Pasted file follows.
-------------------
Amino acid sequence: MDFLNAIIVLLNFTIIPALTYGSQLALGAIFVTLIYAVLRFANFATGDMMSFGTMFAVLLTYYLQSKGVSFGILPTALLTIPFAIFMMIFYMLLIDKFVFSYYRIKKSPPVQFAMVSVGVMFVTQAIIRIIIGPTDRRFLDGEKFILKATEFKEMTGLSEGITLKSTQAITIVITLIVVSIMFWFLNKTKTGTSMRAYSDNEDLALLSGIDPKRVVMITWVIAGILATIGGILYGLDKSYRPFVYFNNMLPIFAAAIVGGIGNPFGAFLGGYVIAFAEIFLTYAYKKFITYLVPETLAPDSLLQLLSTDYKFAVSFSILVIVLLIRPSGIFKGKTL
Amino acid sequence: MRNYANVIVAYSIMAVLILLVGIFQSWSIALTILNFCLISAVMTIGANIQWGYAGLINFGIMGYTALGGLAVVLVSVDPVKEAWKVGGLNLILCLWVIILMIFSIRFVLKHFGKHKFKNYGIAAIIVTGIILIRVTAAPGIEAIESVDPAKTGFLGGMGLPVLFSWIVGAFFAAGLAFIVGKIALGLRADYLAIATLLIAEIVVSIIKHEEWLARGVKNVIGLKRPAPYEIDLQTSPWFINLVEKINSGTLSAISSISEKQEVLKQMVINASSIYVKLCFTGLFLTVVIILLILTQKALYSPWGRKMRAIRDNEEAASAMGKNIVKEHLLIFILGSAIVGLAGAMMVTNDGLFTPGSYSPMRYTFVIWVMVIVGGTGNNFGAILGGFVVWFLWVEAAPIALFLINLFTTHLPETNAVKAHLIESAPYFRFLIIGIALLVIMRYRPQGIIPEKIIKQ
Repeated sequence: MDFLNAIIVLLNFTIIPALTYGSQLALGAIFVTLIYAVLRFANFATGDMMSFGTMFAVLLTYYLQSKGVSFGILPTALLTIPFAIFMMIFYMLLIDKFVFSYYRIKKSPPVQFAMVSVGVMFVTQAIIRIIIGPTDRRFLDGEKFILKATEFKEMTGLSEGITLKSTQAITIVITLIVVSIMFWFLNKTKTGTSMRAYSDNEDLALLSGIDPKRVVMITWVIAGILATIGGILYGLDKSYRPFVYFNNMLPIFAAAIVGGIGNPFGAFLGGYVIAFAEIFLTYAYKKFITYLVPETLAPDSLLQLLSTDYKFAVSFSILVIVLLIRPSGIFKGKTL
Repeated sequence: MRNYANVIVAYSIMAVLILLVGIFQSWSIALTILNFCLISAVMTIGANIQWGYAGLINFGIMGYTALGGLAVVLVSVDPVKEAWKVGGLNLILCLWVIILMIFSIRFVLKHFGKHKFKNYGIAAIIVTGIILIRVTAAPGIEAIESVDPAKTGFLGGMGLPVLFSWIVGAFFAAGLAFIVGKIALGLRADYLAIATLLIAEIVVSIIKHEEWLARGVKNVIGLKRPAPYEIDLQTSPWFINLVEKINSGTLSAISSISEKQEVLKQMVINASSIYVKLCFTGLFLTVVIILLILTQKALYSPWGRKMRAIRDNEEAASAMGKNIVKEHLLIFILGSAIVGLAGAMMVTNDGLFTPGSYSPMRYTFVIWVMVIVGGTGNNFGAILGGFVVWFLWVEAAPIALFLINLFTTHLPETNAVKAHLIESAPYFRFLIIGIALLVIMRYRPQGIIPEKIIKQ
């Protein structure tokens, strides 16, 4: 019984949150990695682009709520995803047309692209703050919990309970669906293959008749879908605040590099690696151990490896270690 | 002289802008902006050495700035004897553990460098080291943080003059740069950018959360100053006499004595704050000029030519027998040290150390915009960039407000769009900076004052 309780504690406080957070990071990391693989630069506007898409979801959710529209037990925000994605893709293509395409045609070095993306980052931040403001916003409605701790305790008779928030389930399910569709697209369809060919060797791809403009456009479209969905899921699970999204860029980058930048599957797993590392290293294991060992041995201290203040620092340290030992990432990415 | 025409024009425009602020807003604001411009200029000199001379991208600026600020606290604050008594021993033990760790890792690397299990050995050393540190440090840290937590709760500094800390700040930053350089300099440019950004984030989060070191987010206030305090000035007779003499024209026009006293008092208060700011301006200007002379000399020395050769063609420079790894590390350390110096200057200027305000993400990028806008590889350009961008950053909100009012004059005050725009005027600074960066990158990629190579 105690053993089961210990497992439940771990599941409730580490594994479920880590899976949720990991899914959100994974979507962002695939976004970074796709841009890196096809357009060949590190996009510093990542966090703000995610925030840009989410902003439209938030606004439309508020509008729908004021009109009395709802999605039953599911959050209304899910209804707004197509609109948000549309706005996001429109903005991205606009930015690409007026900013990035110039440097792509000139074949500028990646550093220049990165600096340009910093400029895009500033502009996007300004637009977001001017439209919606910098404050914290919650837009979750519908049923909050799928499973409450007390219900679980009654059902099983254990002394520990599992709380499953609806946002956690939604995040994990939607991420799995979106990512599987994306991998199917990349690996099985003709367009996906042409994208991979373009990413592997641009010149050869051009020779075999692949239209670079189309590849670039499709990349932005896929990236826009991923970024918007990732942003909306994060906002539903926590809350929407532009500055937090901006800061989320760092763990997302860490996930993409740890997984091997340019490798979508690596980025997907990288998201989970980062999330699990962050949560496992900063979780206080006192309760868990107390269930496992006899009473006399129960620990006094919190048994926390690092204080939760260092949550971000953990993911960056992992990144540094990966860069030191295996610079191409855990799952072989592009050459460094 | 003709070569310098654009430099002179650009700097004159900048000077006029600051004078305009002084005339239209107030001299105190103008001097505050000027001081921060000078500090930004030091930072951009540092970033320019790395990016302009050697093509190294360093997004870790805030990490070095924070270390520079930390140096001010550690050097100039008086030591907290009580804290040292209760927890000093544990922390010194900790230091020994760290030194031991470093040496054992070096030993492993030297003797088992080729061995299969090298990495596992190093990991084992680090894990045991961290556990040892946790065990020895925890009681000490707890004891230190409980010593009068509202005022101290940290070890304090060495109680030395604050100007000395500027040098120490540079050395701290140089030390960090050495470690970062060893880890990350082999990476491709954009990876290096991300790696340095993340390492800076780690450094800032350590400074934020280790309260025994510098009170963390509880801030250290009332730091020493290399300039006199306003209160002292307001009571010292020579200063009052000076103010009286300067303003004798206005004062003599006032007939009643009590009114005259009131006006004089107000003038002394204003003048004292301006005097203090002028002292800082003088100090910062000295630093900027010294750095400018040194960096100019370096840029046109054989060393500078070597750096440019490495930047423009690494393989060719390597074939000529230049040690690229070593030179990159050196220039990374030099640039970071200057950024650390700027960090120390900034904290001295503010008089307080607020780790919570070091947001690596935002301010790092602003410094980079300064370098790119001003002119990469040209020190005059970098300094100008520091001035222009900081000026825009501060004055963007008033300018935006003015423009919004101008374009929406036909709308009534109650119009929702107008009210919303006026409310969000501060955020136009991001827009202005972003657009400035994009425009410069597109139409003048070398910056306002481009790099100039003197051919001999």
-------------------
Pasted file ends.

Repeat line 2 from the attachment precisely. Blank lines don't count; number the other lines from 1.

Amino acid sequence: MRNYANVIVAYSIMAVLILLVGIFQSWSIALTILNFCLISAVMTIGANIQWGYAGLINFGIMGYTALGGLAVVLVSVDPVKEAWKVGGLNLILCLWVIILMIFSIRFVLKHFGKHKFKNYGIAAIIVTGIILIRVTAAPGIEAIESVDPAKTGFLGGMGLPVLFSWIVGAFFAAGLAFIVGKIALGLRADYLAIATLLIAEIVVSIIKHEEWLARGVKNVIGLKRPAPYEIDLQTSPWFINLVEKINSGTLSAISSISEKQEVLKQMVINASSIYVKLCFTGLFLTVVIILLILTQKALYSPWGRKMRAIRDNEEAASAMGKNIVKEHLLIFILGSAIVGLAGAMMVTNDGLFTPGSYSPMRYTFVIWVMVIVGGTGNNFGAILGGFVVWFLWVEAAPIALFLINLFTTHLPETNAVKAHLIESAPYFRFLIIGIALLVIMRYRPQGIIPEKIIKQ